Facebook gave phone makers access to user data

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But The Times's reporting shows that Facebook continued to allow that kind of access to dozens of the world's biggest tech and hardware companies - and only began shutting down the data-sharing partnerships after the Cambridge Analytica scandal erupted in March.

On Monday, Facebook went on the offensive, echoing to politicians on Twitter Archibong's point that data was never integrated onto devices without users' permission.

Facebook, according to The Times, signed agreements with Apple, Blackberry, Microsoft and Samsung over the last 10 years - providing them access to users' data. Furthermore, the strong partition present on BlackBerry handsets along with the comprehensive permission model and app isolation techniques we employ would prevent any unauthorized access to our user's private data. And it could spark additional scrutiny from the Federal Trade Commission, which is already investigating Facebook for a series of other recent, privacy mishaps. During that testimony, Zuckerberg said that Facebook users could completely control their own data. That settlement followed complaints from users that Facebook wasn't allowing them to keep their information on the social network private-Facebook promised to get consent from users before sharing their data with third parties, and to avoid making deceptive claims about its privacy practices. Furthermore, the app was able to uniquely identify another 294,258 people.

The social media giant on Monday pushed back against the story, writing in a post that partners "signed agreements that prevented people's Facebook information from being used for any other objective than to recreate Facebook-like experiences".

The deals granted the companies access to a user's relationship status, political leaning, educational history, religion and upcoming events, according to the news outlet.

The social network added that it was not aware of there being any abuse of the shared data.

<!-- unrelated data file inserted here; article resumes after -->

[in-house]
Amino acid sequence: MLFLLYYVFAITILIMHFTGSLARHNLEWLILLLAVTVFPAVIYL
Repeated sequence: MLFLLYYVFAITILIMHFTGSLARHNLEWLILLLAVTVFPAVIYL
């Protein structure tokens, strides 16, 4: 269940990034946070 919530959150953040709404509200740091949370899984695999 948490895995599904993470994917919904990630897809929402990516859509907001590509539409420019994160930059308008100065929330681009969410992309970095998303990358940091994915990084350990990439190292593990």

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The companies' access remained in tact even after Facebook realized in 2015 that the political consulting firm Cambridge Analytica had exploited its access to tens of millions of users' personal information.

"These partners signed agreements that prevented people's Facebook information from being used for any other goal than to recreate Facebook-like experiences". While this sounds relatively harmless, Facebook has now been caught giving Apple, Microsoft, Samsung, Blackberry and at least 56 other manufacturers "deep access" to each user and their friends without consent.

"I think the more unauthorised sharing that comes out, the more the FTC is going to be inclined to impose a significant civil penalty on Facebook", said David Vladeck, a former top official at the agency when it punished Facebook in 2011.

The New York Times has broken what could amount to the next major Facebook data breech scandal. If people want to share a photo taken on their smartphone camera to Facebook, it's handy if the phone maker is able to let them tap one button on their phone to do so.

Meanwhile, Facebook said it started winding down the partnerships in April, as they were no longer needed to serve users. The company said that since iOS and Android are so popular now, not many need these APIs to offer their own custom Facebook experiences.

Wylie, the former Cambridge Analytica whistleblower who went public with his concerns earlier this year, told MEPs the issue helped cause Brexit: "This crisis is not just one of privacy, it is one that may have led the European Union to losing one of its largest member states".

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